It’s not a “Family Room” no matter how loud the TV plays or how much coffee they serve. The room is simply a “waiting- for -the –surgery- to -be -over room”. It’s a torture room where all the diverse soles, the young and the old, white, brown and black, try to distract themselves.
Some whole families sit and chat about last Sunday’s fishing trip or gossip about Aunt Francis who never can bake a descent cake. The kids run in and out, the baby cries, the teenager doesn’t take his eyes off of the video game, and the rest intermittently talk and watch TV.
So many of the individual wives and husbands just sit, some with their legs nervously bouncing up and down, some concentrating on the house being renovated on TV, some trying to pretend that they are deeply engaged in reading a boring magazine, and some amazingly doing all three. Then there are the spouses who go in and out, to talk or to smoke, or the compulsive texters sending messages to all their friends, updating them on the lack of information from the operating room. Some nibble on snacks, but most eat nothing, yet still others drink tons of water and have good reason to then get up and walk down the hall to the bathroom.
Everyone is waiting. Waiting for the doctor to arrive in his scrubs to reveal the outcome of the surgery or procedure. Waiting to learn that all went well. Waiting to know that all will be well.
Waiting with Hope
Waiting is mixed with hope, hope that this procedure will fix the problem, cure the disease. Waiting with fear that the surgery will be worse than the problem itself. Waiting with the feeling of powerlessness, knowing that these doctors have mom or dad’s life in their practiced hands. Waiting with the hope that their belief in a higher power is sufficient to pull the family through this trying time. Waiting with the fear that MY own love, resiliency and courage is not strong enough to face the worst of what might come next.
The good news is that most of those waiting folk, the hungry and busy, the distracted and the scared, will find out that dad will be just fine, that mom came through with flying colors. Just a few of those waiting, just a few of those texters or TV watchers will meet up with their worst fears: what was found on the inside was more complicated than expected from looking from the outside or the procedure didn’t go quite as planned. And now a whole new round of waiting begins. …Waiting to learn what this new status means, waiting for a new plan, waiting to see what happens next.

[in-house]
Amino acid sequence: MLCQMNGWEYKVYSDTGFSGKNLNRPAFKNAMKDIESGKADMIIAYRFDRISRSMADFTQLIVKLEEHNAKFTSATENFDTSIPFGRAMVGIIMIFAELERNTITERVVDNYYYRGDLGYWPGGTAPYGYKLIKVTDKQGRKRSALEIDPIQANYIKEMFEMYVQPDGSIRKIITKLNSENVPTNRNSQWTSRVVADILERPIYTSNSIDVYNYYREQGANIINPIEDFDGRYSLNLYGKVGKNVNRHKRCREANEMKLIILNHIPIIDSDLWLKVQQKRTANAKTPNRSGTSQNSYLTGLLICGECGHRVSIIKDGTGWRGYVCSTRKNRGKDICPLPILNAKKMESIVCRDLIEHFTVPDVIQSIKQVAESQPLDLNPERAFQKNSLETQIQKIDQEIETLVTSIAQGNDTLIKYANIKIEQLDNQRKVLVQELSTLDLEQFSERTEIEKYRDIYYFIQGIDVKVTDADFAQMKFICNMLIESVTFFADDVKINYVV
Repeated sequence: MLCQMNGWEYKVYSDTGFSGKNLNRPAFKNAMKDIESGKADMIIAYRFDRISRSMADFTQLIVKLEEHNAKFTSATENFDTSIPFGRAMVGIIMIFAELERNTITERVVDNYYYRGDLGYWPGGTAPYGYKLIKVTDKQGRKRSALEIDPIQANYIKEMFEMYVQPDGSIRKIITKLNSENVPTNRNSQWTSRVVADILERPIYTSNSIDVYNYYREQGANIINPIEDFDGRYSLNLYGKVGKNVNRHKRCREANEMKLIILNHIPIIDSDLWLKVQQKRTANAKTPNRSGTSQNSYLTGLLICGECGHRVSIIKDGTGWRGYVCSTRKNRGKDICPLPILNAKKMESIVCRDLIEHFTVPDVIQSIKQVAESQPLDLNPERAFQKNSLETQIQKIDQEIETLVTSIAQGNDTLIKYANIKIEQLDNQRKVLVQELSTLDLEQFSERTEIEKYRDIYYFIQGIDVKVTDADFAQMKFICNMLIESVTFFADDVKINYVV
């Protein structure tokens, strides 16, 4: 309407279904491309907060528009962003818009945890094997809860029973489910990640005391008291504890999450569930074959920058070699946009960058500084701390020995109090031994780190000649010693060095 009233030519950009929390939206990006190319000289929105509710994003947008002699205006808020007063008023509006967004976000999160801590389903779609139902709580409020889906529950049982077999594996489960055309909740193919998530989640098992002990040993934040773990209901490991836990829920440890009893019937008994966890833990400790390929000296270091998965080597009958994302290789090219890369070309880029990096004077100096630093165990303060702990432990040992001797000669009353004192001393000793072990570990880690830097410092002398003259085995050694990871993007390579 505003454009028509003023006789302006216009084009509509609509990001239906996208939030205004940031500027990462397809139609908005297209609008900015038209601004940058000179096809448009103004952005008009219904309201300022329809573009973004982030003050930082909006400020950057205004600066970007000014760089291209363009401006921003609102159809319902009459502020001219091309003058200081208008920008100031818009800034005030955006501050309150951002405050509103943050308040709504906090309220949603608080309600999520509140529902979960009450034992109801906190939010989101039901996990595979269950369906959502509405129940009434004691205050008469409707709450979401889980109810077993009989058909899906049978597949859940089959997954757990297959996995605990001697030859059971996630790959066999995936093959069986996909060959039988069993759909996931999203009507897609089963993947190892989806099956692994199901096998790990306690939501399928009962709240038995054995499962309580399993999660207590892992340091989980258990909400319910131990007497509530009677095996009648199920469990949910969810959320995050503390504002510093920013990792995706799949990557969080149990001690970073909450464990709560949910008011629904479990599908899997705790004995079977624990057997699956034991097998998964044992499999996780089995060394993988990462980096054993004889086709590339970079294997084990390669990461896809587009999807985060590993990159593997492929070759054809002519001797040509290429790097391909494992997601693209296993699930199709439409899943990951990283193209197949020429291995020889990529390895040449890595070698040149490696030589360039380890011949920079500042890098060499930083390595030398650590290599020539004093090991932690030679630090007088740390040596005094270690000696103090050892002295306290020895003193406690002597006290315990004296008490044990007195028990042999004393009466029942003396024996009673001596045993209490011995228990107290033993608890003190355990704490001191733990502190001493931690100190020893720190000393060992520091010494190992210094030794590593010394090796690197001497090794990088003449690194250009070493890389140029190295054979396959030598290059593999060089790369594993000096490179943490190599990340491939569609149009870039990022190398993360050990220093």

But for the majority of those waiting, those who almost patiently waited for their patient, the reward is worth the wait. In just a few hours their mom or dad, husband or wife, son or daughter will be cracking a bit of a smile as they open their eyes and see a loving person sitting next to them. While the pain will frequently sit in the room between them over the next days, even weeks and months, the hope holds hands with the pain. Together they will hang onto the optimism with the view that now things will be better. This faith will carry them through the tough, painful days of healing.
Easing the Pain of the Wait
No one said waiting would be easy. No one teaches us how to make waiting any easier. No one ever promised that once we waited for w
hat seemed like the hardest thing to wait for, that we wouldn’t have to do that again. As we sit in the recovery room, waiting to go upstairs to a room of our own, or home to our own bed, we don’t know when we will be in this space again, waiting.
But really, all we have is this moment. Now. That’s it. And this moment, this focus solely on the present, makes all that worry, all that waiting, kind of melt away. Breathe in, breath out. We are alive. We know the love that we feel, right now. And thank goodness, we can breath in that love and exhale all the rest. For the moment, no need to wait.
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